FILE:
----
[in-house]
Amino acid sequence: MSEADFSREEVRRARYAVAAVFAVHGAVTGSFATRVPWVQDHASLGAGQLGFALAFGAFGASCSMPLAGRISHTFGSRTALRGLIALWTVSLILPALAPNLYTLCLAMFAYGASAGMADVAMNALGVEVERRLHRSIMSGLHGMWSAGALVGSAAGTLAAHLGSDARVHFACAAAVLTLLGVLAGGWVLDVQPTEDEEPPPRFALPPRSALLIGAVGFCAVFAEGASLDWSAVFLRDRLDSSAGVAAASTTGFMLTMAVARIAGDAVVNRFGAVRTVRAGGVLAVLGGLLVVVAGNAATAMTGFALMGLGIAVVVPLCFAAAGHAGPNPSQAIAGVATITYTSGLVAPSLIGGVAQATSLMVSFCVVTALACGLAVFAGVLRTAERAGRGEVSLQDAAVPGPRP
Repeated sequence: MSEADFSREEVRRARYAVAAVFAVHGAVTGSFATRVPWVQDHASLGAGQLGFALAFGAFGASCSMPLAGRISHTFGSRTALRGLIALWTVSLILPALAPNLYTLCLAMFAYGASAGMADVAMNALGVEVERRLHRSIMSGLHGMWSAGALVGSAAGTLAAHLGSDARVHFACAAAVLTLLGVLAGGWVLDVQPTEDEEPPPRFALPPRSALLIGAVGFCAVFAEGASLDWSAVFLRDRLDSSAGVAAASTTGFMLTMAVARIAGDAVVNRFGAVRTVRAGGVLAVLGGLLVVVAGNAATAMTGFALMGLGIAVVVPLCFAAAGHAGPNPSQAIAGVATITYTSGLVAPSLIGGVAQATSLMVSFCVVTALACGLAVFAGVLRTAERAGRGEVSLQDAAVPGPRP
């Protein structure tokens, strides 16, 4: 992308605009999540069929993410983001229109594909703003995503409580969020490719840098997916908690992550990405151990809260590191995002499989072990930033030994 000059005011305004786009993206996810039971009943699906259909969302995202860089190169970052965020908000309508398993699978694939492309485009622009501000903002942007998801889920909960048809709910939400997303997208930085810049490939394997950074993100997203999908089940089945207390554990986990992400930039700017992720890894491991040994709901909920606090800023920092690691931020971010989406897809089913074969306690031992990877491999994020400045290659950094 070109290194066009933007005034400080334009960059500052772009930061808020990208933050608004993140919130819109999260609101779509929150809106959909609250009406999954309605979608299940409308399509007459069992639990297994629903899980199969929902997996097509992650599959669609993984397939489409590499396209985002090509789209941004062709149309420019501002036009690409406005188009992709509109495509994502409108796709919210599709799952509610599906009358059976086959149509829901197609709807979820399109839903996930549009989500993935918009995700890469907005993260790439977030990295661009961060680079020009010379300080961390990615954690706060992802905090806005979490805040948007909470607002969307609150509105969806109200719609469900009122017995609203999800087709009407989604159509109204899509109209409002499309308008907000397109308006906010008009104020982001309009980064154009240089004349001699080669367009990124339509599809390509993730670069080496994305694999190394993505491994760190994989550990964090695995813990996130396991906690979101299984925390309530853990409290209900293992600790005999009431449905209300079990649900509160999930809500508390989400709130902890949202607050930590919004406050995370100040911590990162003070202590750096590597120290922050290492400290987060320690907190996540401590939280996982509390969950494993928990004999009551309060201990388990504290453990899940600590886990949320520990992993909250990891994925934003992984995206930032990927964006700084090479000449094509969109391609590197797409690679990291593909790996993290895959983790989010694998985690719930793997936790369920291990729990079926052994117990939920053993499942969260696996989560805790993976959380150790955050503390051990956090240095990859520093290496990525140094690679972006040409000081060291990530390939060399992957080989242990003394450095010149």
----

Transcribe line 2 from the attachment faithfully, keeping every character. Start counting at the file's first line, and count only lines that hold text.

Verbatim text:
Amino acid sequence: MSEADFSREEVRRARYAVAAVFAVHGAVTGSFATRVPWVQDHASLGAGQLGFALAFGAFGASCSMPLAGRISHTFGSRTALRGLIALWTVSLILPALAPNLYTLCLAMFAYGASAGMADVAMNALGVEVERRLHRSIMSGLHGMWSAGALVGSAAGTLAAHLGSDARVHFACAAAVLTLLGVLAGGWVLDVQPTEDEEPPPRFALPPRSALLIGAVGFCAVFAEGASLDWSAVFLRDRLDSSAGVAAASTTGFMLTMAVARIAGDAVVNRFGAVRTVRAGGVLAVLGGLLVVVAGNAATAMTGFALMGLGIAVVVPLCFAAAGHAGPNPSQAIAGVATITYTSGLVAPSLIGGVAQATSLMVSFCVVTALACGLAVFAGVLRTAERAGRGEVSLQDAAVPGPRP